Shapiro 'On the Media': Name-Calling and Bullying Students and Doubters

Shakespeare Oxford Newsletter, Vol. 54, No. 3, p. 25, 2018

Early Shakespeare Authorship Doubts, 2019 (Forthcoming)

Thomas Jefferson School of Law Research Paper No. 3177891

5 Pages Posted: 14 May 2018 Last revised: 9 Jan 2019

Date Written: May 14, 2018

Abstract

This essay will form part of the Conclusion (Part V) of the author's forthcoming book, "Early Shakespeare Authorship Doubts."

For far too long, when it comes to the Shakespeare Authorship Question (SAQ), orthodox academics, whatever their motivations, have largely avoided the simple duty that any serious scholar has: to engage forthrightly with the evidence.

Instead, such scholars, when they deign to mention the SAQ at all, have focused almost entirely on trying to denigrate or psychoanalyze authorship doubters. In its most insulting and ridiculous forms, this has involved suggestions of snobbery or even mental illness (sometimes even invoking comparisons to Holocaust denial).

A milder version — almost more maddeningly smug and condescending — has been to retreat behind a fog of fashionable academic jargon, analyzing authorship doubt as a purely contingent product of modern times and cultural preoccupations. This was largely the approach taken by English Professor James Shapiro of Columbia University in his book about the SAQ, "Contested Will" (2010).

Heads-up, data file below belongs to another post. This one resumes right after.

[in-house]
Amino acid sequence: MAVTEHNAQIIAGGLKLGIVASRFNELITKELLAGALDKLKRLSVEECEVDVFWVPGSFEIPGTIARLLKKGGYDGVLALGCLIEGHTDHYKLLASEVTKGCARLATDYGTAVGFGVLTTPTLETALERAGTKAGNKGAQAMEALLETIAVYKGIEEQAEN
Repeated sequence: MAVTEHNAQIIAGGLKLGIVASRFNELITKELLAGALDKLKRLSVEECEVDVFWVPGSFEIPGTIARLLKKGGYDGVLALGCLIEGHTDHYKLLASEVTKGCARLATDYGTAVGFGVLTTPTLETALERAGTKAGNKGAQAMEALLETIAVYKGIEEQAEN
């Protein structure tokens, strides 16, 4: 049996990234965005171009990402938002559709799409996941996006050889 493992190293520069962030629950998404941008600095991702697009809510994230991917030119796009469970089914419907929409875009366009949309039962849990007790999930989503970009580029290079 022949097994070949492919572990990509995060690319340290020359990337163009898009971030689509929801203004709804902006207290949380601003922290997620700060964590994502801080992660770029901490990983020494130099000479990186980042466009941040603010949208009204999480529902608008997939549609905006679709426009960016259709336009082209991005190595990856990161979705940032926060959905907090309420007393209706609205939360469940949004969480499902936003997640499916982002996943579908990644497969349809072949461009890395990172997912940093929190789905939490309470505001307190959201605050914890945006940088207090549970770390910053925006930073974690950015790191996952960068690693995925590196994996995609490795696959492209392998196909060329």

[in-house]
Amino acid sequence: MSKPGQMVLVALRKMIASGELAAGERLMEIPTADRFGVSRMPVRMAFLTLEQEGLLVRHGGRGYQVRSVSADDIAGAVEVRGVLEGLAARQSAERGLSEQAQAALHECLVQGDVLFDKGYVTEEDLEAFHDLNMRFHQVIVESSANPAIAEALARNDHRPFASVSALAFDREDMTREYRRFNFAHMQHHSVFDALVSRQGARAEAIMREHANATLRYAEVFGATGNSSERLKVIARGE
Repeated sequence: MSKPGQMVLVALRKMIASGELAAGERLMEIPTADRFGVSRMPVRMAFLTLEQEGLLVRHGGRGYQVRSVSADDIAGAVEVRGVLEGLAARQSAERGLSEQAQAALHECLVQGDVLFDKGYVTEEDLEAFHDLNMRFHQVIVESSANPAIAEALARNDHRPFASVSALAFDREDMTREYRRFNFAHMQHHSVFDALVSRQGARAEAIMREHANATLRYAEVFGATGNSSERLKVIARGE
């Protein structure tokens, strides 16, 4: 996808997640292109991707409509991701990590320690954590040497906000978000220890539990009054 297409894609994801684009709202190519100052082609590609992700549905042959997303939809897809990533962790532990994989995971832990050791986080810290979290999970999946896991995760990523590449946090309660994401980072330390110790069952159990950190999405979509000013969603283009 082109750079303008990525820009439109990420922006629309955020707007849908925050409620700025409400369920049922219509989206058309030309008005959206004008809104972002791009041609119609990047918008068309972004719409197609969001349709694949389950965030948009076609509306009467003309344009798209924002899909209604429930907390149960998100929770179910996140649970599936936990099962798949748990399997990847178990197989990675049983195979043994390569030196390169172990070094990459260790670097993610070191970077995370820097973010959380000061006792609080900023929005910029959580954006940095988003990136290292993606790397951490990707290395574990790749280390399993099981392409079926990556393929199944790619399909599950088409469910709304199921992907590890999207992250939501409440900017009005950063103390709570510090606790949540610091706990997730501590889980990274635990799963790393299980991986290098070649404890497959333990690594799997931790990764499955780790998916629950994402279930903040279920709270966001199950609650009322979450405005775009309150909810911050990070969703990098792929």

Somehow, from the orthodox perspective, it is never about the simple factual and historical issue at the heart of the SAQ: Does the available evidence, fully considered in context, raise reasonable questions about who actually wrote these particular works of literature?

Professor Shapiro spoke at length about the SAQ in a December 2016 interview with Brooke Gladstone on her public radio show "On the Media." This essay criticizes the way in which both Shapiro and Gladstone approached the SAQ, especially the troubling implications of Shapiro's comments for how Shakespeare authorship doubters, especially students, should be treated.

Keywords: Shakespeare authorship question, James Shapiro, Brooke Gladstone, On the Media, students, authorship doubters, authorship skeptics

JEL Classification: K39

Suggested Citation

Wildenthal, Bryan H., Shapiro 'On the Media': Name-Calling and Bullying Students and Doubters (May 14, 2018). Shakespeare Oxford Newsletter, Vol. 54, No. 3, p. 25, 2018; Early Shakespeare Authorship Doubts, 2019 (Forthcoming); Thomas Jefferson School of Law Research Paper No. 3177891. Available at SSRN: https://ssrn.com/abstract=3177891

Bryan H. Wildenthal (Contact Author)

Thomas Jefferson School of Law ( email )

701 B Street
Suite 110
San Diego, CA 92101
United States
619-961-4342 (Phone)

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